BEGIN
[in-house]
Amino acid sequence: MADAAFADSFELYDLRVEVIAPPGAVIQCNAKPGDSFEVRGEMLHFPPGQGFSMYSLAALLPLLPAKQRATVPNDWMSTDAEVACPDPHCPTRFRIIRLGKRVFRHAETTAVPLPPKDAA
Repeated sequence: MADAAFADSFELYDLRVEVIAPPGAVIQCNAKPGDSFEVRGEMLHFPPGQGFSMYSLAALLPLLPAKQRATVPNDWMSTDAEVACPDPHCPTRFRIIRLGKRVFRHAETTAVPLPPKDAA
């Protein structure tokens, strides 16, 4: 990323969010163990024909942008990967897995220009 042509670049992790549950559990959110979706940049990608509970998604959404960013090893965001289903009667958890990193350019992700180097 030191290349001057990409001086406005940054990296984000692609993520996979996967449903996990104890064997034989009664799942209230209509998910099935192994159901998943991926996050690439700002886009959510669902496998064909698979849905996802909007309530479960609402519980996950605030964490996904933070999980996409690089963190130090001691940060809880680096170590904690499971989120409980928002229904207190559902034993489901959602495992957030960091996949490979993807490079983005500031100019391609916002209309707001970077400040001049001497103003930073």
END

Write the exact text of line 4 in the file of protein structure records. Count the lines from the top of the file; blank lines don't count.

């Protein structure tokens, strides 16, 4: 990323969010163990024909942008990967897995220009 042509670049992790549950559990959110979706940049990608509970998604959404960013090893965001289903009667958890990193350019992700180097 030191290349001057990409001086406005940054990296984000692609993520996979996967449903996990104890064997034989009664799942209230209509998910099935192994159901998943991926996050690439700002886009959510669902496998064909698979849905996802909007309530479960609402519980996950605030964490996904933070999980996409690089963190130090001691940060809880680096170590904690499971989120409980928002229904207190559902034993489901959602495992957030960091996949490979993807490079983005500031100019391609916002209309707001970077400040001049001497103003930073």